He appointed Pravin Gordhan to the job but relations between the two have been tense. The National Prosecuting Authority last month filed fraud charges against Gordhan but dropped them in a move perceived by South African analysts as a blow to Zuma. Senior ANC figures have claimed the charges against the minister were political.

Monday's vote in the national executive committee — a body that until recently was strongly behind Zuma — indicated waning support for the president, with analysts predicting that his opponents will continue to struggle for his dismissal, even if they lose Monday's vote

In recent months, disquiet about Zuma's leadership has grown among senior ANC figures, including a former finance minister, Trevor Manuel, an apartheid struggle veteran, Ahmed Kathrada, and other former government ministers. Several unions allied with the ANC have also called on Zuma to step down.

In a symbolic move, the Nelson Mandela Foundation, set up by the country's revered former president and ANC leader, said last month that Zuma had "failed the test" of national leadership, and called on the governing party to put the country in safe hands.

South Africa Deputy President Cyril Ramaphosa reacts during parliamentary debate over a motion of no-confidence in President Jacob Zuma in Cape Town, South Africa, on Nov. 10.
South Africa Deputy President Cyril Ramaphosa reacts during parliamentary debate over a motion of no-confidence in President Jacob Zuma in Cape Town, South Africa, on Nov. 10. (Nic Bothma / European Pressphoto Agency)

Zuma is due to remain in office until elections in 2019, but the party is to hold a national conference next year to select his successor. The two strongest leadership rivals are Deputy President Cyril Ramaphosa and the chairwoman of the African Union commission, Nkosazana Dlamini-Zuma, Zuma's ex-wife. Ramaphosa has the backing of the powerful trade union council, COSATU.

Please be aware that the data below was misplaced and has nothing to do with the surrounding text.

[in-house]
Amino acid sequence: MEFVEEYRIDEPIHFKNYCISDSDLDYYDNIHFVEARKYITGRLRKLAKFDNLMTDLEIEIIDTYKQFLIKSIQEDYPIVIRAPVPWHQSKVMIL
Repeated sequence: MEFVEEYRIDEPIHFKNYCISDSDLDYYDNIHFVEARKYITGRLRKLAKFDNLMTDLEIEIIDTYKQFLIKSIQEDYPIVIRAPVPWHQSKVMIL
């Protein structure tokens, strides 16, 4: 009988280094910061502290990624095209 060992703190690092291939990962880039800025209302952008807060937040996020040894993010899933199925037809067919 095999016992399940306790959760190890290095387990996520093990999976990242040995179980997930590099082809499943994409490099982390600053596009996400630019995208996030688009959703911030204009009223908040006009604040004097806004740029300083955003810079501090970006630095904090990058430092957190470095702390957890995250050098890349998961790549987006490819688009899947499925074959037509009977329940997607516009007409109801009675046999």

Zuma, the illiterate son of a domestic worker, was head of the ANC's underground military intelligence wing during the apartheid era and was jailed alongside Mandela. Zuma learned to read in prison on Robben Island, where he served a 10-year sentence.

If he is toppled, Zuma would be the second South African president to be removed by the ANC in office, after Thabo Mbeki was sacked by the National Executive Committee in 2008, paving the way for Zuma to become president in 2009.

Mbeki joined the chorus of Zuma critics this month when he said South Africa was in a state of despair because of corruption and looting of state resources.

Zuma has survived several no-confidence votes in the parliament, most recently on Nov. 10. The ANC has dominated South Africa's parliament since the first democratic vote in 1994 and its support in national elections hasn't dropped below 60%. The August municipal elections marked the first significant repudiation of the party by voters, although only at the local level, when its support fell to about 54%.

The slump in support in the August poll raised fears that the party could face similar voter disaffection in national elections in 2019.

The Gupta family, Ajay, Atul and Rajesh Gupta, who have made more $500 million out of their business dealings with the South African government, boasted to a government official in October 2015 that they had made Zuma's son, Duduzane, into a multimillionaire, according to testimony revealed in the public protector's report.

Zuma is due to meet the ANC's integrity committee later this week to answer questions about the state of the government under his leadership. The committee doesn't have the power to remove him but could recommend that the executive committee do so.

He also faces the possibility of having to face 783 corruption and racketeering charges, dropped just before he came into office as president in 2009. In April, the High Court overturned that decision, a decision Zuma has appealed.